To begin our series of essays On Being A Woman Poet, we asked poet, translator and editor Shash Trevett to reflect on her experiences…
When I arrived at university in the 1990s, I filled the wall above my desk with pictures of writers cut out from a cheap dictionary of English Literature bought from a remainder bookshop. There were male writers on that wall, (Yeats, Henry James, Coleridge) but predominantly I was overlooked each day by members of the republic of (female) letters (George Eliot, the Brontës, Elizabeth Bishop, Virginia Woolf). I had no idea that one day I would ‘become’ a poet, but I had a room of my own and 3 years in which to immerse myself in my first love — the study of literature.
Since then I have lived in many rooms, in many houses, and my wall art of female creativity has grown and changed, increasing in the number of poets represented as the years have progressed. My understanding of the canon has deepened (what is ‘the canon’, whose canon is it?) and changed to include people who look more like me: female, non-white, slightly unusual. I nurtured each new addition to my pantheon – by now with a growing family, my ‘wall’ had turned metaphorical – learning from them, reveling in their words, their outlook and how they spoke to me. Although I was surrounded by women at work, or at the school gates, it was the group of women poets I carried within my head, who nurtured me.
Fast-forward some more years and my desk has moved from being in a corridor or tucked away in the space under the stairs, and I have a room of my own once again. My wall of female word-guides remains with me but are more flesh and blood now. Names that had inhabited the covers of poetry collections now have faces, smiles and thoughts attached to them. I have met and conversed with some of the beating, breathing female lives which populate my bookshelves. As I tentatively sent out early poems for submission it was women editors who took a chance on my unformed, cautious verse. Slowly the republic of (female) letters became a place I could reach out and touch, one I could increasingly make forays into.
Since 1929, when Virginia Woolf urged women writers to find and cling to a room of their own, the world has changed enormously. Women poets are still having to split themselves into diverse component parts to satisfy the many demands on them. Yet a room of one’s own, still not a given for many, is perhaps more attainable than it was. But wouldn’t it be wonderful if we could fill this room, not with pictures cut out from books, but with real life writers: poets who form a collective female space of encouragement, companionship and mutual support?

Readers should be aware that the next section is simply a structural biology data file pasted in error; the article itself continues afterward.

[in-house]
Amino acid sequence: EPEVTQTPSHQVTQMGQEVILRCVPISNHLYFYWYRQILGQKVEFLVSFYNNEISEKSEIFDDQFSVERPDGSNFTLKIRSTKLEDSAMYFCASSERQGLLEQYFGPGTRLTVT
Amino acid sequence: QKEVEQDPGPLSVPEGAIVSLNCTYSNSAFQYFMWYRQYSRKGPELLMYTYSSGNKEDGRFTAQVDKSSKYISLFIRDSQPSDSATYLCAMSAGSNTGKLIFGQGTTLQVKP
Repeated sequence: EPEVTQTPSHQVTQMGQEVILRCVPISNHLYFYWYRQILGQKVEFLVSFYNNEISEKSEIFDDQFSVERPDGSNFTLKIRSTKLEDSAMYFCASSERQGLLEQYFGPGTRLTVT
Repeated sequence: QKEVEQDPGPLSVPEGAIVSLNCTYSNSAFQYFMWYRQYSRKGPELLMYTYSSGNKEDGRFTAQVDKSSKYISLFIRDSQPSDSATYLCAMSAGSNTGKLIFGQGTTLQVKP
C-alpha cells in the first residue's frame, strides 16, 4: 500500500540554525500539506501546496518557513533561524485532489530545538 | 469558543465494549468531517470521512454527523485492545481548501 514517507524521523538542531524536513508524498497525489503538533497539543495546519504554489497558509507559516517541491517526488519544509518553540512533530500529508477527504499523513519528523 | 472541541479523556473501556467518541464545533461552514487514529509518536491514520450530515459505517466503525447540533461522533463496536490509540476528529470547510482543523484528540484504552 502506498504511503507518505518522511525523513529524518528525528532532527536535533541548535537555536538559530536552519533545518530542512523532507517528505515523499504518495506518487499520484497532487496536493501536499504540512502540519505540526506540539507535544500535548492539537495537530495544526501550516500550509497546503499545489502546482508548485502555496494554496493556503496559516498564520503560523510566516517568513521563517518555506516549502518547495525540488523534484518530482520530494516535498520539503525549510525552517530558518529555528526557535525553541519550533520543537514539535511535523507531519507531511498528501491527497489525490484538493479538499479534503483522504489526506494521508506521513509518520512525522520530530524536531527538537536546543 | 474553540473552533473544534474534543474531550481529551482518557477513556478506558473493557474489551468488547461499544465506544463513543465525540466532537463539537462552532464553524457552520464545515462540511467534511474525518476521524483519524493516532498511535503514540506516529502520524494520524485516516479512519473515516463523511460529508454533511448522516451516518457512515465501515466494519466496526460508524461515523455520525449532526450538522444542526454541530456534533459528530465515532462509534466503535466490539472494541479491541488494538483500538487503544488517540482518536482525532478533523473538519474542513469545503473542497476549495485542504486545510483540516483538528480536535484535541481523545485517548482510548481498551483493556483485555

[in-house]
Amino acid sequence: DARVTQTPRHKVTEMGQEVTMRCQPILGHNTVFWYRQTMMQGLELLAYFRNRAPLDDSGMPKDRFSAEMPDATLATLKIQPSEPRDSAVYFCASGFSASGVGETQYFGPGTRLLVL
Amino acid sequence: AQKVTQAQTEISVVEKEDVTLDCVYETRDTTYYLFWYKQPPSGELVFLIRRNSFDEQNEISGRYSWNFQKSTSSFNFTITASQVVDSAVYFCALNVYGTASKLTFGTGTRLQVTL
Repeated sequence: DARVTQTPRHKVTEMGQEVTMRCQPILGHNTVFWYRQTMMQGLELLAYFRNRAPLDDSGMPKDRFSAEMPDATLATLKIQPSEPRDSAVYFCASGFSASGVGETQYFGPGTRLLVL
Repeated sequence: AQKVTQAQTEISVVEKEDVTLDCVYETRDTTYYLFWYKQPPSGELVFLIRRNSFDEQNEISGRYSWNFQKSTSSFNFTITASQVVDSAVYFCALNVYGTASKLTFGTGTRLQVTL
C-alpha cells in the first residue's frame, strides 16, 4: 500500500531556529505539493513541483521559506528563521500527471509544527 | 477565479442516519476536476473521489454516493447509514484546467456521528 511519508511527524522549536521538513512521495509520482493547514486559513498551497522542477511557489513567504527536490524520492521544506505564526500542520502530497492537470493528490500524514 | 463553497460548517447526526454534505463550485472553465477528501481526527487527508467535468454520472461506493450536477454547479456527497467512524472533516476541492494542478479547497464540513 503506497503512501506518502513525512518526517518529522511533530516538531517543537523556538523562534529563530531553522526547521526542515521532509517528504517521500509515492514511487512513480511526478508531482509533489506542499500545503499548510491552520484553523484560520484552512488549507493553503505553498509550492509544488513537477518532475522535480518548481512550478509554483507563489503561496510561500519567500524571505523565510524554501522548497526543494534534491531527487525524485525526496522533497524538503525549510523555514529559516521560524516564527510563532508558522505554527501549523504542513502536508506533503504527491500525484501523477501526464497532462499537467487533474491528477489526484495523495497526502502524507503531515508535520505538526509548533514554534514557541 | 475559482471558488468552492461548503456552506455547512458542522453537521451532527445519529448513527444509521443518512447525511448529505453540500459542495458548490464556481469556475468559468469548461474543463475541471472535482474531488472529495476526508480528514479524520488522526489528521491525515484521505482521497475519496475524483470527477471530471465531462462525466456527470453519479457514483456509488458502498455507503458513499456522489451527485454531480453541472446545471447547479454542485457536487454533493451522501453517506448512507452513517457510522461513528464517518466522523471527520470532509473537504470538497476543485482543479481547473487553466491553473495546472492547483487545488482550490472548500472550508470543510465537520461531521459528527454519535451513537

In certain villages in Tamil Nadu, India, on Tuesdays in the Tamil month of Aadi (mid-July—mid-August) women celebrate Auvvai Nonbu in commemoration of the woman poet Auvvai, who lived and wrote in the Sangam period of Tamil literature around the 2nd century BCE. The women gather at midnight, sing songs, recite poetry and prepare and eat Kollukottai, a jaggery filled steamed dumpling. No man is allowed to participate in the gathering. This is a purely female space celebrating the transmission of female energy from woman to woman, which finds form in poetry, song and friendship.
Given the internet and the many social media platforms available to us now, it is so much easier to reach across oceans and time zones and form meaningful friendships with diverse women poets. For me lockdown has been a time of fruitfulness. In the past 18 months I have ‘met’ and got to know women poets from Sri Lanka and India, translators from Canada and the U.S., as well as more and more women poets writing in this country. I have drunk hot chocolate with poets from India in pyjamas, stayed awake to attend the book launch of a new poet friend from Canada. Due to a project begun at the start of the pandemic I have grown close to a wonderful woman poet based near Derbyshire, who has given me so much encouragement, confidence and support. We have never met in person even though I have ‘visited’ her spare room many times, and she has ‘seen’ the room that is my own. She is now a close friend.
My wall is now a breathing mess of connections which crisscross the globe and this country — a dynamic, ever changing pulsating mass of smiles and nods and collective companionship which buoys me every day. I am revitalised, strengthened by being able to tap into the female energy that emanates across the ether, surmounting time and space, to link me with a greater force: a collective identity which both surpasses and encircles me as a poet. I love the room that is my own but only because through its windows I stare into a world where women poets are making a difference. And by holding onto their coattails, it is easy for me to imagine that maybe I too will.
Shash Trevett is a poet and a translator of Sri Lankan Tamil poetry into English. Her pamphlet From a Borrowed Land was published by Smith|Doorstop (2021). She is currently co-editing (with Vidyan Ravinthiran and Seni Seneviratne) an anthology of Tamil, English and Sinhala poetry from Sri Lanka and its diaspora communities. Shash is a 2021 Ledbury Critic and a Board Member of Modern Poetry in Translation.